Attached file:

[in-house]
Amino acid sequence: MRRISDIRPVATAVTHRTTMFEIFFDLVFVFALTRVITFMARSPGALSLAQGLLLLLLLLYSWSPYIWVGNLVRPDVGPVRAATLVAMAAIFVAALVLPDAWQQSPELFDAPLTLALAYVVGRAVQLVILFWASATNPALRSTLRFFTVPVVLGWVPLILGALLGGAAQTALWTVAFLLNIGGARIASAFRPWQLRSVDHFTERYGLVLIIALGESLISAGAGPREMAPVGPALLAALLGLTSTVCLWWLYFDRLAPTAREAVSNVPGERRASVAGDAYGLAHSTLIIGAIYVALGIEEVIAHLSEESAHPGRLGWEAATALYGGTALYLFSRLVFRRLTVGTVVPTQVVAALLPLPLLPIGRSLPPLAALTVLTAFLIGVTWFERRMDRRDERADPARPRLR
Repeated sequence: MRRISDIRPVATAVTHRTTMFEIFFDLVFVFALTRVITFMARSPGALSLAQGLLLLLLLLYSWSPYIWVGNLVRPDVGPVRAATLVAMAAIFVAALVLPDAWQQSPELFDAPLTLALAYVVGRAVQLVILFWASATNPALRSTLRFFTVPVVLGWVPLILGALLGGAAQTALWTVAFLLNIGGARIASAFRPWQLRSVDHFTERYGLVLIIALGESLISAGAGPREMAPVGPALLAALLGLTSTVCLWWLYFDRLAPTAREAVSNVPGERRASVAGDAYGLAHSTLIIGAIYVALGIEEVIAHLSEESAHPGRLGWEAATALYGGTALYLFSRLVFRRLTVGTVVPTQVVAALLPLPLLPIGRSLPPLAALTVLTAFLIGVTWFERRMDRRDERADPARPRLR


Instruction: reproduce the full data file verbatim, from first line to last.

[in-house]
Amino acid sequence: MRRISDIRPVATAVTHRTTMFEIFFDLVFVFALTRVITFMARSPGALSLAQGLLLLLLLLYSWSPYIWVGNLVRPDVGPVRAATLVAMAAIFVAALVLPDAWQQSPELFDAPLTLALAYVVGRAVQLVILFWASATNPALRSTLRFFTVPVVLGWVPLILGALLGGAAQTALWTVAFLLNIGGARIASAFRPWQLRSVDHFTERYGLVLIIALGESLISAGAGPREMAPVGPALLAALLGLTSTVCLWWLYFDRLAPTAREAVSNVPGERRASVAGDAYGLAHSTLIIGAIYVALGIEEVIAHLSEESAHPGRLGWEAATALYGGTALYLFSRLVFRRLTVGTVVPTQVVAALLPLPLLPIGRSLPPLAALTVLTAFLIGVTWFERRMDRRDERADPARPRLR
Repeated sequence: MRRISDIRPVATAVTHRTTMFEIFFDLVFVFALTRVITFMARSPGALSLAQGLLLLLLLLYSWSPYIWVGNLVRPDVGPVRAATLVAMAAIFVAALVLPDAWQQSPELFDAPLTLALAYVVGRAVQLVILFWASATNPALRSTLRFFTVPVVLGWVPLILGALLGGAAQTALWTVAFLLNIGGARIASAFRPWQLRSVDHFTERYGLVLIIALGESLISAGAGPREMAPVGPALLAALLGLTSTVCLWWLYFDRLAPTAREAVSNVPGERRASVAGDAYGLAHSTLIIGAIYVALGIEEVIAHLSEESAHPGRLGWEAATALYGGTALYLFSRLVFRRLTVGTVVPTQVVAALLPLPLLPIGRSLPPLAALTVLTAFLIGVTWFERRMDRRDERADPARPRLR